SUTHERLIN — The Sutherlin City Council isn’t going to take on the task of legalizing marijuana.

Instead, counselors on Monday suggested those interested in legalization could begin an initiative process.

The discussion came after a staff report on the economic impact of allowing businesses to grow, sell and process marijuana at the regular meeting on Monday night.

The earliest interested parties could get this kind of measure on the ballot would be the statewide general election in the fall of 2020.

Sutherlin residents voted against decriminalizing marijuana within city limits in 2014 and again in 2016.

The council members could repeal the city’s municipal code to start permitting marijuana facilities according to the report. But Mayor Todd McKnight said he didn’t see enough reason to take that route, noting it would cost the city about $9,000 to add it to the ballot in November.

“There’s arguments for both sides, I’ve heard from both sides … and I feel like the citizens voted and if they want to tell us to do something different, I don’t have a strong enough opinion to force anything upon them,” McKnight said. “If they have changed their minds, they’ll tell us.”

Robert Woldt used the public comment period at the beginning of the meeting to share his concerns about increased crime, decreased safety on the streets and negative impacts on the families and businesses in town.

“I doubt families who want to locate here will view the selling, growing and processing of marijuana as a positive image for their children,” Woldt said. “Better to err on the side of safety and not step on a slippery slope just because it’s a revenue source.”

Councilor Becky Wattles also asked about public safety.

Sutherlin Police Chief Troy Mills reported that of the five cities he contacted about marijuana-related crimes, none of them experienced a significant increase in crime in general since legalization. Only Huntington in Baker County specifically reported an increase in service calls related to minor crimes, but 96% of dispensary customers came from outside of the area.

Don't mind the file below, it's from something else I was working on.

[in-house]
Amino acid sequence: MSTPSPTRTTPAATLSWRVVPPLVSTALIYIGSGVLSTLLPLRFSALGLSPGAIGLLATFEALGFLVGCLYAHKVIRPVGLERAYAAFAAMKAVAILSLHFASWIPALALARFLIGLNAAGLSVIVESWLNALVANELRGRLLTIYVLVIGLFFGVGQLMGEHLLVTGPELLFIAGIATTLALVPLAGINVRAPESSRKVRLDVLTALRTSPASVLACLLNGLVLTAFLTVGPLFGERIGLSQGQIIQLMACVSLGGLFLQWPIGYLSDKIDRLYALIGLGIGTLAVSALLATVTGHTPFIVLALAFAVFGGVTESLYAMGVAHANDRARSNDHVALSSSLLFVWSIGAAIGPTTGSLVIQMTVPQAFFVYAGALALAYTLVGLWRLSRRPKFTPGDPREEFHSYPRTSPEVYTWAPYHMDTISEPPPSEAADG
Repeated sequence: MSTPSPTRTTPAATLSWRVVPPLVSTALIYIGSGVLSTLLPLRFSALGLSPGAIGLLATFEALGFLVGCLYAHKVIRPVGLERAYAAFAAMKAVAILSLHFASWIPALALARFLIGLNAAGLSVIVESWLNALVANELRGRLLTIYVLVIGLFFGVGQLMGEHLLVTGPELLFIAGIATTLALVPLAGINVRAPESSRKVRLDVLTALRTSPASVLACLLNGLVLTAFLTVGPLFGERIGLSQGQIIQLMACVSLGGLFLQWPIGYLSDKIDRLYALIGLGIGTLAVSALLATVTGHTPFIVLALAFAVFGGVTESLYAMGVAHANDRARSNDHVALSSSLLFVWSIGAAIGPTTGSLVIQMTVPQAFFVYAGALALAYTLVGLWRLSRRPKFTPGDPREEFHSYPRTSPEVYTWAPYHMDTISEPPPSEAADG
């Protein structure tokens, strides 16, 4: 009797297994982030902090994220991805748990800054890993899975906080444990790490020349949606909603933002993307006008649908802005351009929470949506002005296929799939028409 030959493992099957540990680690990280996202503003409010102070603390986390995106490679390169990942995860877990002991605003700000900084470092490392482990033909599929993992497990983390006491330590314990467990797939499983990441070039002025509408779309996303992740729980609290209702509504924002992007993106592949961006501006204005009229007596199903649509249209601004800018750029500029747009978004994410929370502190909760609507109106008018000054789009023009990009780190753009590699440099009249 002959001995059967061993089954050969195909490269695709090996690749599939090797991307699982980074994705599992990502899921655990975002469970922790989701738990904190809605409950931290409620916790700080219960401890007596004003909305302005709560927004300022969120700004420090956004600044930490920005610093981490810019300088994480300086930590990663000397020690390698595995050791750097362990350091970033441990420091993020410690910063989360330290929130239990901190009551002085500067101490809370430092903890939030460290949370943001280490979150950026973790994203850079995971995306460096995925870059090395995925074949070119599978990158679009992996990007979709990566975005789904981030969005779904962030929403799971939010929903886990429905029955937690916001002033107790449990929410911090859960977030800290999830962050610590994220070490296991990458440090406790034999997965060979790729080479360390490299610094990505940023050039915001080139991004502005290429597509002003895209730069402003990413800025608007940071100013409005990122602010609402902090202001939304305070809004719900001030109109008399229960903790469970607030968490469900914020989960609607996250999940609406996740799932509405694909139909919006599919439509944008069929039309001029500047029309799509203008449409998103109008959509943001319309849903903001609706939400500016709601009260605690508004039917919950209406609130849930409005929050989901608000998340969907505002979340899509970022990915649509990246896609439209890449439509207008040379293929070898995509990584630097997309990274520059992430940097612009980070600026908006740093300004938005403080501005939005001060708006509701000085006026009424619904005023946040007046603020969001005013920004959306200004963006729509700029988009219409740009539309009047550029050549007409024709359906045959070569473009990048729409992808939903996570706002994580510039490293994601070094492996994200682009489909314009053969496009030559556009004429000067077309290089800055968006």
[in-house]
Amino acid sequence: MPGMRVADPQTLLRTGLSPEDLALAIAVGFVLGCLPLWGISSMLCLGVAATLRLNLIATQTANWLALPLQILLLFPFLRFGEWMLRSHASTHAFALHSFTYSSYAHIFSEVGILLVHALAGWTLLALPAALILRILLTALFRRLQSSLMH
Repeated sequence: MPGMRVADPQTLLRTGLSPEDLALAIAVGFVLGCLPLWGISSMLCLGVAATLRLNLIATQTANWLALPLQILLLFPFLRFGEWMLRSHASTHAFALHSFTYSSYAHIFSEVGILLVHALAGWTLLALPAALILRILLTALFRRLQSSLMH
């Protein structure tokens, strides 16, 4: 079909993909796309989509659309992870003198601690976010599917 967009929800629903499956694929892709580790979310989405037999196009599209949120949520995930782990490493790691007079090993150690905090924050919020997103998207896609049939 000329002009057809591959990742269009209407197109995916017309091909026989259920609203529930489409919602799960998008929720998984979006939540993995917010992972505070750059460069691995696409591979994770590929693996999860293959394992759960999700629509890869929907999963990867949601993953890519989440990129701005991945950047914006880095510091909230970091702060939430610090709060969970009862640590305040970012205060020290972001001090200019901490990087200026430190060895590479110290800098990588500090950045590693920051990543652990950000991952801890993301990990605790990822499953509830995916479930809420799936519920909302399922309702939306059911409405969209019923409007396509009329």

Councilor Seth Vincent said he had been following statistics from states that legalized marijuana before Oregon and said the rates of DUIs and other crimes increased in the reports he read.

“When we first presented this argument to the city, we were going to revisit it in 2018 and kind of get an idea of how things were progressing and what was going on,” Vincent said. “I don’t know that $50,000 will do a whole lot for us but I think we should let our voters revisit the idea.”

The $50,000 estimate in the report comes from revenues from marijuana taxes in other cities around Oregon.

Each dispensary brings approximately $25,000 to a city.

Based on two different zoning plans presented by the Community Development Department, Sutherlin would have no more than two possible locations properly zoned for marijuana dispensaries.

Councilor Travis Tomlinson said during his daily trips to Eugene, he “sees more unsavory people at 7-Eleven than the pot stores.”

“If we’re going to (legalize marijuana) as a city, we should probably look at a way to capitalize on that if they are going to do that anyway,” Tomlinson said.

Councilor Forrest Stone said he spoke with constituents who didn’t want to tell their children where the money funding the schools came from.

“It’s not any different from the liquor tax or lottery or anything like that,” Stone said.

Reporter Janelle Polcyn can be reached at jpolcyn@nrtoday.com or 541-957-4204. Or follow her on Twitter

@JanellePolcyn.

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Janelle Polcyn is a reporter at The News-Review, graduated from the University of Texas, and is a podcast enthusiast.

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